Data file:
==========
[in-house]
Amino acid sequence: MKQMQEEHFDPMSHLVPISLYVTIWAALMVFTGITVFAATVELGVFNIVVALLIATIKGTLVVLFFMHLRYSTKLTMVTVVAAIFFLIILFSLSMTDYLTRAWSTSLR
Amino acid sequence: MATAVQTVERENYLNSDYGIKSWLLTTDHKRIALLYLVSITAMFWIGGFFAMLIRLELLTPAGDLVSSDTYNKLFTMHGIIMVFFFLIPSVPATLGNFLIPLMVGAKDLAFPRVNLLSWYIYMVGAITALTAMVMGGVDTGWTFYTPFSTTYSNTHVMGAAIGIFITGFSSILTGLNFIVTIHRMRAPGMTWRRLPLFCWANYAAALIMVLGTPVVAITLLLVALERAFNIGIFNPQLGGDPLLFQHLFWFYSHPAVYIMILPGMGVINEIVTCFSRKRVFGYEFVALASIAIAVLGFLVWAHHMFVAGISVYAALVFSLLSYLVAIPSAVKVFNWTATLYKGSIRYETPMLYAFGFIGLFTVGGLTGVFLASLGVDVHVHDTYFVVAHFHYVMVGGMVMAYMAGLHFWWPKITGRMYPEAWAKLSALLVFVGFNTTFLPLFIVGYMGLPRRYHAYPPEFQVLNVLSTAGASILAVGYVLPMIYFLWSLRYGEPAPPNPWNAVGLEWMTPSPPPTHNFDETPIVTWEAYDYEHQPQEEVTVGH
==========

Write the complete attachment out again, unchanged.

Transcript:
[in-house]
Amino acid sequence: MKQMQEEHFDPMSHLVPISLYVTIWAALMVFTGITVFAATVELGVFNIVVALLIATIKGTLVVLFFMHLRYSTKLTMVTVVAAIFFLIILFSLSMTDYLTRAWSTSLR
Amino acid sequence: MATAVQTVERENYLNSDYGIKSWLLTTDHKRIALLYLVSITAMFWIGGFFAMLIRLELLTPAGDLVSSDTYNKLFTMHGIIMVFFFLIPSVPATLGNFLIPLMVGAKDLAFPRVNLLSWYIYMVGAITALTAMVMGGVDTGWTFYTPFSTTYSNTHVMGAAIGIFITGFSSILTGLNFIVTIHRMRAPGMTWRRLPLFCWANYAAALIMVLGTPVVAITLLLVALERAFNIGIFNPQLGGDPLLFQHLFWFYSHPAVYIMILPGMGVINEIVTCFSRKRVFGYEFVALASIAIAVLGFLVWAHHMFVAGISVYAALVFSLLSYLVAIPSAVKVFNWTATLYKGSIRYETPMLYAFGFIGLFTVGGLTGVFLASLGVDVHVHDTYFVVAHFHYVMVGGMVMAYMAGLHFWWPKITGRMYPEAWAKLSALLVFVGFNTTFLPLFIVGYMGLPRRYHAYPPEFQVLNVLSTAGASILAVGYVLPMIYFLWSLRYGEPAPPNPWNAVGLEWMTPSPPPTHNFDETPIVTWEAYDYEHQPQEEVTVGH